2.2 Constraints

Although the country has significant agricultural potential, there appears to be only limited scope for enhanced crop production in the short term. This is due to the nature of the constraints faced by farmers -and the economy at large - which will require significant investment in infrastructure as well as time to change habits and build skills and institutions providing an enabling, rather than a punishing, environment for enterprise.

Although land privatization has resulted in better crop yields in 1999, the size of the average private farming enterprise is small, averaging less than 5 hectares, and ranging from 3-10 hectares. In some cases, the privatized land has been stripped of improvements, e.g. irrigation pump and electricity supply, limiting water supply to rainfall, while most crops require irrigation, particularly in the spring and summer. The fertility of the land has been mined by many years of inadequate use of fertilizers, inadequate crop rotation, salinization due to the poor state of the drainage system, erosion (many trees have been felled for fuel to cope with energy shortages) and pollution. Some 1.4 million hectares of the arable land (31 percent) is affected by soil fertility depletion. Use of fertilizer and agro-chemicals has fallen sharply, from 87 kg active ingredient per cropped hectare in1990 to 5 kg in 1997 (latest data available).

There is little working capital to purchase yield-enhancing inputs after several years (1992-1995) of rampant inflation and adverse terms of trade for agriculture, three years arrears in the payment of salaries by state farms and very little access to credit to finance operations. The Land Market Law approved in 1999 provides for the sale/purchase of land and allows the sale of land mortgaged as collateral in cases of failure to repay credit. At present, however, there is no operational bank in rural areas and commercial banks prefer lending to traders. Currently, the availability of credit with which to finance working or investment costs on farm is limited to the small amounts made available under donor funded schemes, mainly by the World Bank and the EC's Technical Assistance for the CIS Countries (TACIS). Even if farmers could afford the inputs, their availability is problematic because domestic production has either ceased (fertilizer) or is inadequate (seed), and there is no guarantee of their quality.

Agriculture is largely dependent on irrigation, but the availability of irrigation water is inadequate or uncertain. Some 1.6 million hectares have irrigation but the system is operative on only 1.1 million hectares (or two thirds of the cropped land). Where it is operational, the availability of water is uncertain, reflecting the poor state of maintenance and repair, (also of pumps); difficulty in agreeing modalities of use by groups of private farmers, frequent power cuts and lack of transparency in the control of water flow.

Timely access to farm machinery is difficult. The operational machinery is reduced and much of it is obsolete, and unsuitable for small plots. While land and livestock have been privatized fairly rapidly, privatization of farm machinery is bedeviled by lack of clear guidelines and issues related to the debts incurred by the former state farms. This has made timely planting and harvesting more difficult for many small farmers or groups of farmers. As a result, the September/October winter wheat planting season may extend to December, with the harvest also prolonged, with deleterious effects on yields. Losses at harvesting remain unnecessarily large due to the type of machinery and harvesting delays.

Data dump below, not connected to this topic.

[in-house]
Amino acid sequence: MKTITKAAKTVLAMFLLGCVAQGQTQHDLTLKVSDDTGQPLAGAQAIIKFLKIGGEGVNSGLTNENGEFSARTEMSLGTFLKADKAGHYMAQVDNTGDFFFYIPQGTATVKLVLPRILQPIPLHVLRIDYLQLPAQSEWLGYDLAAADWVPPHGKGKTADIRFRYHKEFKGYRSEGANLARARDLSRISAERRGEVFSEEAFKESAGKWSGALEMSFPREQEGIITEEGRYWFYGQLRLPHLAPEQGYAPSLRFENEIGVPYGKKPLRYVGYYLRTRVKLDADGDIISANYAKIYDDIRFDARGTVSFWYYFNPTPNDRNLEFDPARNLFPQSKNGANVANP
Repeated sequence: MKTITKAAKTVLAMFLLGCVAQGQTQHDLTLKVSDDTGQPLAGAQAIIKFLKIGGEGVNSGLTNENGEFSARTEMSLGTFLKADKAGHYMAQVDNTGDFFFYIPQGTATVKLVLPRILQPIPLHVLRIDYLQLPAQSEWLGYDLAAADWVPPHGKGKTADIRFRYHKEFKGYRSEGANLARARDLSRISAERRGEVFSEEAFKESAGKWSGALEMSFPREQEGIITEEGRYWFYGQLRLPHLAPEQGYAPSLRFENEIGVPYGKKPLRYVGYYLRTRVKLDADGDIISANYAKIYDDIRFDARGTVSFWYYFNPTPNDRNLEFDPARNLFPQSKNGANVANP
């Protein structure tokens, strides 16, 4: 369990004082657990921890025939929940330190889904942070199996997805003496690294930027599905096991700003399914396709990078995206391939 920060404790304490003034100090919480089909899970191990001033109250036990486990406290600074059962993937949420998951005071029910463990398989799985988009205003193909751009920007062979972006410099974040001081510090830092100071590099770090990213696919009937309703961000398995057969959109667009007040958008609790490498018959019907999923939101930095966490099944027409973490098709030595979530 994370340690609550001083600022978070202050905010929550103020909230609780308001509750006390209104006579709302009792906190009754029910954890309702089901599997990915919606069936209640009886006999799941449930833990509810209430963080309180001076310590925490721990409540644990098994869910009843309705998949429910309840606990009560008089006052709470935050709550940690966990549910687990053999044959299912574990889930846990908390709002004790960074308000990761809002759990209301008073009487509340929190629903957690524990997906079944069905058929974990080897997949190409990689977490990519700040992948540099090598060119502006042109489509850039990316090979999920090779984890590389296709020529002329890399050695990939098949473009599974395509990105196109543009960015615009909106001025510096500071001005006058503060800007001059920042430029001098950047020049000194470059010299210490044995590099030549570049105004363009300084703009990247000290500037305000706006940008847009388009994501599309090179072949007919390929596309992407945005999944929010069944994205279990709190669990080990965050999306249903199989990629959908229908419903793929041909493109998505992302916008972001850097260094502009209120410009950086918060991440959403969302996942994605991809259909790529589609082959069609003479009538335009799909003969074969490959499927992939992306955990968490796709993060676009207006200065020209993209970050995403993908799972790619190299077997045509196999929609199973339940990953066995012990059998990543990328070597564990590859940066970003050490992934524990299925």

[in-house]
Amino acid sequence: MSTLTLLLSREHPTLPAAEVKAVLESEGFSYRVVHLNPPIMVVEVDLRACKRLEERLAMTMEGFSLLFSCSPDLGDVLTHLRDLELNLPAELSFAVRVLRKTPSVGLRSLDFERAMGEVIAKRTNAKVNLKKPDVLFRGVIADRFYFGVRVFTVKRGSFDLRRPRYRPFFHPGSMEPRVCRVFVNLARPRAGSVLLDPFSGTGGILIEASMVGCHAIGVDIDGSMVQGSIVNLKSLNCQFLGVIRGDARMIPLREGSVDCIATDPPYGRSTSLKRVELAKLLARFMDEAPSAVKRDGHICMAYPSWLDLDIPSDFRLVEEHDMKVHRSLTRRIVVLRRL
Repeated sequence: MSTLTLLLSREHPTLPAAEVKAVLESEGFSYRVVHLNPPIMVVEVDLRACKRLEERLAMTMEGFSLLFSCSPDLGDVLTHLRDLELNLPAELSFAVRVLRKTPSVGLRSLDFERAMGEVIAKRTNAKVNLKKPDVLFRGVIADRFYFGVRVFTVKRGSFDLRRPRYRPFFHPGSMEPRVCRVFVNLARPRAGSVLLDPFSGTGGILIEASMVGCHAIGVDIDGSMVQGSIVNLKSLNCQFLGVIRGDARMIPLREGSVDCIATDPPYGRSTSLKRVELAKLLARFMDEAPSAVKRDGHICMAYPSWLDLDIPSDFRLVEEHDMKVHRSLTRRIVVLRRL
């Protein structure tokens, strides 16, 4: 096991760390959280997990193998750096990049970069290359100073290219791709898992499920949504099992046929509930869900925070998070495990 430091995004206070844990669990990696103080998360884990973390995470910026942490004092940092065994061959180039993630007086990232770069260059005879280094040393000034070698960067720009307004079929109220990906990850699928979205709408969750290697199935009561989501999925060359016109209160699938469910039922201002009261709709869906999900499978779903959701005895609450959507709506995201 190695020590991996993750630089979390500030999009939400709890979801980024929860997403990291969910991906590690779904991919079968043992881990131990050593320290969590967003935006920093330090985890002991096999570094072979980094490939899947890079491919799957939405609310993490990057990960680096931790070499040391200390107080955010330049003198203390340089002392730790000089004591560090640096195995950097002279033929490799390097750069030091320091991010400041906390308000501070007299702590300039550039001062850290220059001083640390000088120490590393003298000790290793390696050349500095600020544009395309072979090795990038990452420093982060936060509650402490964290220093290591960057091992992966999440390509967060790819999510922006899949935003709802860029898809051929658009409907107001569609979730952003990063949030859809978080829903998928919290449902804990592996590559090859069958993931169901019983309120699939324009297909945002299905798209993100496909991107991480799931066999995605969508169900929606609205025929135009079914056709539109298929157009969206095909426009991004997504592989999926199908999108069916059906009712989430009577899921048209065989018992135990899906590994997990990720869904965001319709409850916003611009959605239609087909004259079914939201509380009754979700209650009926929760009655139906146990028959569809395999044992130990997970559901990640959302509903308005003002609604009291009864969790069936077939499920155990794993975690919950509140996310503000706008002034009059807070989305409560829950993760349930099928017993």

Marketing of surplus produce over household consumption is both difficult and expensive. While rural markets are oversupplied with perishable commodities, access to urban and external markets is limited by inadequate infrastructure, the poor state of the marketing and processing sector and the numerous unofficial taxes levied at regular intervals in the marketing chain and at the borders. Most large processing plants are either closed or operating at very low levels. Prior to 1991, agricultural processing contributed up to 45 percent of industrial production and a large proportion of processed foods was exported. Currently, very little domestic produce is processed and exported. Demand is also directly affected by developments in the neighbouring Russian Federation. The rouble devaluation in 1998/99 led to large-scale imports of wheat and other goods at very low prices, while exports were depressed due to the sharp drop in the purchasing power of the rouble.

The lack of an operational agricultural bank and a functioning irrigation system are exacerbated by the pervasive effect of corruption, which significantly increases the cost of all operations, at all levels in the production and marketing chain and at the borders. It effectively reduces the competitive advantage of domestic produce on the urban markets, undermines export competitiveness and is a major deterrent to investment in agriculture and agro-processing industries. As a result, there has been a rapid increase in the import of processed foods, which have penetrated throughout the country.

3. Foodcrop Production in 1999